The Campaign for Fairer Gambling writes following a meeting of the APPG for Fixed Odds Betting Terminals and provides an update of the Campaign’s activities.
At the latest hearing of the All Party Parliamentary Group on FOBTs under Chair Carolyn Harris MP, Sir Robin Wales, Mayor of Newham, Cllr Morris Bright of the Local Government Association and Edward Davies of the Centre for Social Justice (CSJ), each reflected on the wider issues of gambling, whilst reconfirming their respective demands for a reduction to £2 a spin on FOBTs.
The following day a very well attended rally was held by the APPG for supporters of the £2 stake with speakers including long-standing supporters Carolyn Harris MP, Lord Don Foster, Ronnie Cowan MP, Sir Robin Wales and Matt Zarb-Cousin. It was also great to hear from two new speakers who have each had a long-term interest.
Alexis Conran was behind the 2012 BBC documentary Gambling Addiction and Me; The Real Hustler spoke about that film and his personal background. Iain Duncan Smith MP spoke about his CSJ report and explained that he raised concerns about betting shops at a Cabinet sub-committee a few years ago, only to be rebuffed. If action was taken then, maybe the Mirror story of another FOBT-related suicide would never have been written.
Derek Webb of Fairer Gambling gained consensus for his view that any stake other than £2 was not acceptable, after reflecting politely that the bookies do not behave correctly and do not correctly explain themselves. He brought up the following points:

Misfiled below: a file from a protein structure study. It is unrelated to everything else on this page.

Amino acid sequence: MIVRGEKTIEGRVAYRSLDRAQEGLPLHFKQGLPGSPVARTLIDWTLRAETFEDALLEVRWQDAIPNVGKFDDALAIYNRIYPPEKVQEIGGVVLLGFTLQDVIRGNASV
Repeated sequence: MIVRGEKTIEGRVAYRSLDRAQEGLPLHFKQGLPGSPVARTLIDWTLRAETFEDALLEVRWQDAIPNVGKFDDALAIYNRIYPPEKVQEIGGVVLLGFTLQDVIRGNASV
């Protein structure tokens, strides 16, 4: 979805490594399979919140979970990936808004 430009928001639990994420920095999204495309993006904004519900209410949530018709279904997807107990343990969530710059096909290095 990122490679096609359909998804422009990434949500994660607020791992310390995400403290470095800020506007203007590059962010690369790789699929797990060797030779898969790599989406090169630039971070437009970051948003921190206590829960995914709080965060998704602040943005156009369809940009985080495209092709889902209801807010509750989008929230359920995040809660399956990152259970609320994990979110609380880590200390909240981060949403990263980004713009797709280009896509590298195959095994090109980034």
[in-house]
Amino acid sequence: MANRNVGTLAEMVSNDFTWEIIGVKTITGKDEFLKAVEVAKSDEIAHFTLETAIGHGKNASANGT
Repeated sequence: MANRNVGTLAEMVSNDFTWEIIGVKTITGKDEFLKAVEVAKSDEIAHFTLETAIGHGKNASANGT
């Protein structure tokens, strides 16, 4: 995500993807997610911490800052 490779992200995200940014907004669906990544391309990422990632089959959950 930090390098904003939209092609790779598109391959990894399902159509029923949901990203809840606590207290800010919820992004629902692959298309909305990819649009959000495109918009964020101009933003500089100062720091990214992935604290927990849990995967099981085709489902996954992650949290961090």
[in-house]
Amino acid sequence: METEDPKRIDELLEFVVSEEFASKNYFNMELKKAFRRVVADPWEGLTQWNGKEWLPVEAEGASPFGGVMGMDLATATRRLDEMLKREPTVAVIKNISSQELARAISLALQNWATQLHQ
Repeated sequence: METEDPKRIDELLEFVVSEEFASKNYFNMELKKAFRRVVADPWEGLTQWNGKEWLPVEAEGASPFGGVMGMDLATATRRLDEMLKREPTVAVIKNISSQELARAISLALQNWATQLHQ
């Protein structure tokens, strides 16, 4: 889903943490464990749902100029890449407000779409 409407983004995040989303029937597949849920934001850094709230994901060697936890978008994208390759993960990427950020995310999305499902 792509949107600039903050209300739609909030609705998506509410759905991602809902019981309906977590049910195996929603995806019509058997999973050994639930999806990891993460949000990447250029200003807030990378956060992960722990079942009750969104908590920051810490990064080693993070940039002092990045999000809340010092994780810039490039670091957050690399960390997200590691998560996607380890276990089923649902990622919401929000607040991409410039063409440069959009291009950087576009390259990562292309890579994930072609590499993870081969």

The Campaign has filed an application for Judicial Review of the Treasury decision to exclude gambling sectors, other than casinos and remote casinos, from the EU’s 4th Money Laundering Directive, which would have required those staking more than £1,500 a day in betting shops to show ID. Whilst the initial response on paper is a rejection the opportunity to request oral argument will be pursued.
Derek advised that NERA has produced a report estimating the impact of a £2 maximum stake on FOBTs on bookmaker profits (around 40% down) and betting shop closures (less than 20%). These are in marked contrast to figures from the bookies’ secret KPMG report.
Derek spoke about a visit to Belfast, observing that FOBTs allowed stakes of £100 per spin without any loyalty card requirement. Furthermore, FOBTs did not offer the limits and messages, the alleged “social responsibility” measures. A large Ladbrokes shop did not even have any displayed information on helplines. The conclusion must be that the bookies only care about being perceived to be socially responsible when they’re under pressure.
BBC Northern Ireland (NI) featured Derek in a Spotlight investigation into FOBTs, explaining that FOBTs have never been legalised there. The Campaign has a QC’s opinion that FOBTs are illegal in NI. Spotlight also disclosed a letter from the NI Attorney General to a senior politician declaring an opinion of the illegality of NI FOBTs.
Matt Zarb-Cousin, has now filed a libel action against the Association of British Bookmakers (ABB) and its CEO Malcolm George. On a Channel 4 News broadcast Mr George had falsely claimed that Matt “is a man who is funded by the casino industry” and was giving a “deliberate and conscious mis-portrayal”.
Mr George has refused to appear before the FOBT APPG to answer questions on the KPMG report, which he “mis-portrays” as if it is fact. However, as econometric modelling depends on assumptions, Parliamentarians have their right to demand that the ABB KPMG report is made available for scrutiny.
The ABB has stamped it “confidential” and claims it contains “commercially sensitive” information. But the only significant competitor not in the ABB is BetFred, which is astute enough of market conditions to win the rights to purchase the Tote shops and the surplus shops from the Ladbrokes Coral merger.
The bookies have been forecasting thousands of shop closures for years in order to try to prevent the introduction of machine games duty at 20% and the subsequent increase to 25% on FOBTs. So, how can anybody believe their current closure forecasts?
With the vast majority of ABB betting shops being in the hands of public companies, whatever could be in the KPMG report that is “commercially sensitive”? Could it be a bookie-directed flawed methodology?